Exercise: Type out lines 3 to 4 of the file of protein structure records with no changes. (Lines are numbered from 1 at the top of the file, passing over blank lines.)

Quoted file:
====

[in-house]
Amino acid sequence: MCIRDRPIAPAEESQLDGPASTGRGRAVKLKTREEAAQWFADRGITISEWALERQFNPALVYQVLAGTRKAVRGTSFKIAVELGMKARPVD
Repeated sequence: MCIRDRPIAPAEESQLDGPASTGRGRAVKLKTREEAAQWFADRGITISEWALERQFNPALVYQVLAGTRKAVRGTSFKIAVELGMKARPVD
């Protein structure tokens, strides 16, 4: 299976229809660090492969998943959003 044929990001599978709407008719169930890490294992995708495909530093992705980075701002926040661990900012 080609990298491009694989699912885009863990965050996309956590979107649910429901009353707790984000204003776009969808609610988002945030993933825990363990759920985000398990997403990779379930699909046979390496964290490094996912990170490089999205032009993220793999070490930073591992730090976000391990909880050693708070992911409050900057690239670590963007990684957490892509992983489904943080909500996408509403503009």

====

Repeated sequence: MCIRDRPIAPAEESQLDGPASTGRGRAVKLKTREEAAQWFADRGITISEWALERQFNPALVYQVLAGTRKAVRGTSFKIAVELGMKARPVD
């Protein structure tokens, strides 16, 4: 299976229809660090492969998943959003 044929990001599978709407008719169930890490294992995708495909530093992705980075701002926040661990900012 080609990298491009694989699912885009863990965050996309956590979107649910429901009353707790984000204003776009969808609610988002945030993933825990363990759920985000398990997403990779379930699909046979390496964290490094996912990170490089999205032009993220793999070490930073591992730090976000391990909880050693708070992911409050900057690239670590963007990684957490892509992983489904943080909500996408509403503009």